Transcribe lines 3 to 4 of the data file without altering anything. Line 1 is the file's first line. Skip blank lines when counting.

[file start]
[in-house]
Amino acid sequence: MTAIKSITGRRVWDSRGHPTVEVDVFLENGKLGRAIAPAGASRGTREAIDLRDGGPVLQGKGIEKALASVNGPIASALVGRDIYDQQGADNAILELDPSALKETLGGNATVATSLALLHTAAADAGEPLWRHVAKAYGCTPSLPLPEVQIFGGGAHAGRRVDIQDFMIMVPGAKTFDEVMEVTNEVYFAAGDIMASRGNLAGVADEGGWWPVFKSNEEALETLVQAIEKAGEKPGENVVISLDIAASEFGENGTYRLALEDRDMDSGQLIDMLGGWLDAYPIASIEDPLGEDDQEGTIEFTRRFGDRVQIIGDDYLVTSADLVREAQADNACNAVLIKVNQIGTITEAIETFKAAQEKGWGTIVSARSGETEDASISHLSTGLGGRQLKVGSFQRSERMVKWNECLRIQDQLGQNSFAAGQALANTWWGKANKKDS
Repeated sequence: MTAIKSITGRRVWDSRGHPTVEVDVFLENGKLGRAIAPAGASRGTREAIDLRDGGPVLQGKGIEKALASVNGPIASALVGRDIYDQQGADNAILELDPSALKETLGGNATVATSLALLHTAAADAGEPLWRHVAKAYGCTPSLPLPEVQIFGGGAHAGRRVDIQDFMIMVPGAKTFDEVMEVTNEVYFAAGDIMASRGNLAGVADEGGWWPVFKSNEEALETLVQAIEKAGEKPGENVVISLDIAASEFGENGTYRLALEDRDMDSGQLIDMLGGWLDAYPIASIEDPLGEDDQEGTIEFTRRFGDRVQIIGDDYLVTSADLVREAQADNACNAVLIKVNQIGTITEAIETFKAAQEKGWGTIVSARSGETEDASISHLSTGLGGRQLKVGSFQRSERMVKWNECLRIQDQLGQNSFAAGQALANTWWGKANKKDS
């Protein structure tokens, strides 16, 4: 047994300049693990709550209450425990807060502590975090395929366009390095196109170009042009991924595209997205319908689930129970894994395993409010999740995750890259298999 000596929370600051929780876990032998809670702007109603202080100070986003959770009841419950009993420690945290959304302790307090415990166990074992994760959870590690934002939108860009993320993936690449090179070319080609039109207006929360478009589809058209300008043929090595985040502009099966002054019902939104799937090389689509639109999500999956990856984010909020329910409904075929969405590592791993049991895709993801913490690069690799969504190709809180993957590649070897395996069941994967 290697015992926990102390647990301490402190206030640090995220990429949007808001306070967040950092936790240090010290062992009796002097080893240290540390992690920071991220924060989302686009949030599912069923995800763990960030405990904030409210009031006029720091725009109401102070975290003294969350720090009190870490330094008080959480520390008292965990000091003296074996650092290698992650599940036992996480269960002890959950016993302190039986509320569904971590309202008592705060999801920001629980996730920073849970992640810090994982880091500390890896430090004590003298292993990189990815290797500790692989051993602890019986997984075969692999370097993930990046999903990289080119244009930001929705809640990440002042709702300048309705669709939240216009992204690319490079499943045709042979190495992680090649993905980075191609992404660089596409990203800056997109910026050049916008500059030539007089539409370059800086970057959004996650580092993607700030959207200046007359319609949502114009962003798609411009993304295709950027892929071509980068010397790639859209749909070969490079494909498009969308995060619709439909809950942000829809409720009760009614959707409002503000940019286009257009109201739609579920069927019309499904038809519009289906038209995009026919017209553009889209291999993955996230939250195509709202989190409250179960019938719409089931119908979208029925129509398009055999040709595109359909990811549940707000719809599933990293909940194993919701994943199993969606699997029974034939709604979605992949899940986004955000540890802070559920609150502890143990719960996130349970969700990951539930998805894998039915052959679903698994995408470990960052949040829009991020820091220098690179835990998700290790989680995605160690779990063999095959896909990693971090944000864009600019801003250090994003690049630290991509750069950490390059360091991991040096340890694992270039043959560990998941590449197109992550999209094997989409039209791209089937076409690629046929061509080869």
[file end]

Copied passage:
Repeated sequence: MTAIKSITGRRVWDSRGHPTVEVDVFLENGKLGRAIAPAGASRGTREAIDLRDGGPVLQGKGIEKALASVNGPIASALVGRDIYDQQGADNAILELDPSALKETLGGNATVATSLALLHTAAADAGEPLWRHVAKAYGCTPSLPLPEVQIFGGGAHAGRRVDIQDFMIMVPGAKTFDEVMEVTNEVYFAAGDIMASRGNLAGVADEGGWWPVFKSNEEALETLVQAIEKAGEKPGENVVISLDIAASEFGENGTYRLALEDRDMDSGQLIDMLGGWLDAYPIASIEDPLGEDDQEGTIEFTRRFGDRVQIIGDDYLVTSADLVREAQADNACNAVLIKVNQIGTITEAIETFKAAQEKGWGTIVSARSGETEDASISHLSTGLGGRQLKVGSFQRSERMVKWNECLRIQDQLGQNSFAAGQALANTWWGKANKKDS
């Protein structure tokens, strides 16, 4: 047994300049693990709550209450425990807060502590975090395929366009390095196109170009042009991924595209997205319908689930129970894994395993409010999740995750890259298999 000596929370600051929780876990032998809670702007109603202080100070986003959770009841419950009993420690945290959304302790307090415990166990074992994760959870590690934002939108860009993320993936690449090179070319080609039109207006929360478009589809058209300008043929090595985040502009099966002054019902939104799937090389689509639109999500999956990856984010909020329910409904075929969405590592791993049991895709993801913490690069690799969504190709809180993957590649070897395996069941994967 290697015992926990102390647990301490402190206030640090995220990429949007808001306070967040950092936790240090010290062992009796002097080893240290540390992690920071991220924060989302686009949030599912069923995800763990960030405990904030409210009031006029720091725009109401102070975290003294969350720090009190870490330094008080959480520390008292965990000091003296074996650092290698992650599940036992996480269960002890959950016993302190039986509320569904971590309202008592705060999801920001629980996730920073849970992640810090994982880091500390890896430090004590003298292993990189990815290797500790692989051993602890019986997984075969692999370097993930990046999903990289080119244009930001929705809640990440002042709702300048309705669709939240216009992204690319490079499943045709042979190495992680090649993905980075191609992404660089596409990203800056997109910026050049916008500059030539007089539409370059800086970057959004996650580092993607700030959207200046007359319609949502114009962003798609411009993304295709950027892929071509980068010397790639859209749909070969490079494909498009969308995060619709439909809950942000829809409720009760009614959707409002503000940019286009257009109201739609579920069927019309499904038809519009289906038209995009026919017209553009889209291999993955996230939250195509709202989190409250179960019938719409089931119908979208029925129509398009055999040709595109359909990811549940707000719809599933990293909940194993919701994943199993969606699997029974034939709604979605992949899940986004955000540890802070559920609150502890143990719960996130349970969700990951539930998805894998039915052959679903698994995408470990960052949040829009991020820091220098690179835990998700290790989680995605160690779990063999095959896909990693971090944000864009600019801003250090994003690049630290991509750069950490390059360091991991040096340890694992270039043959560990998941590449197109992550999209094997989409039209791209089937076409690629046929061509080869």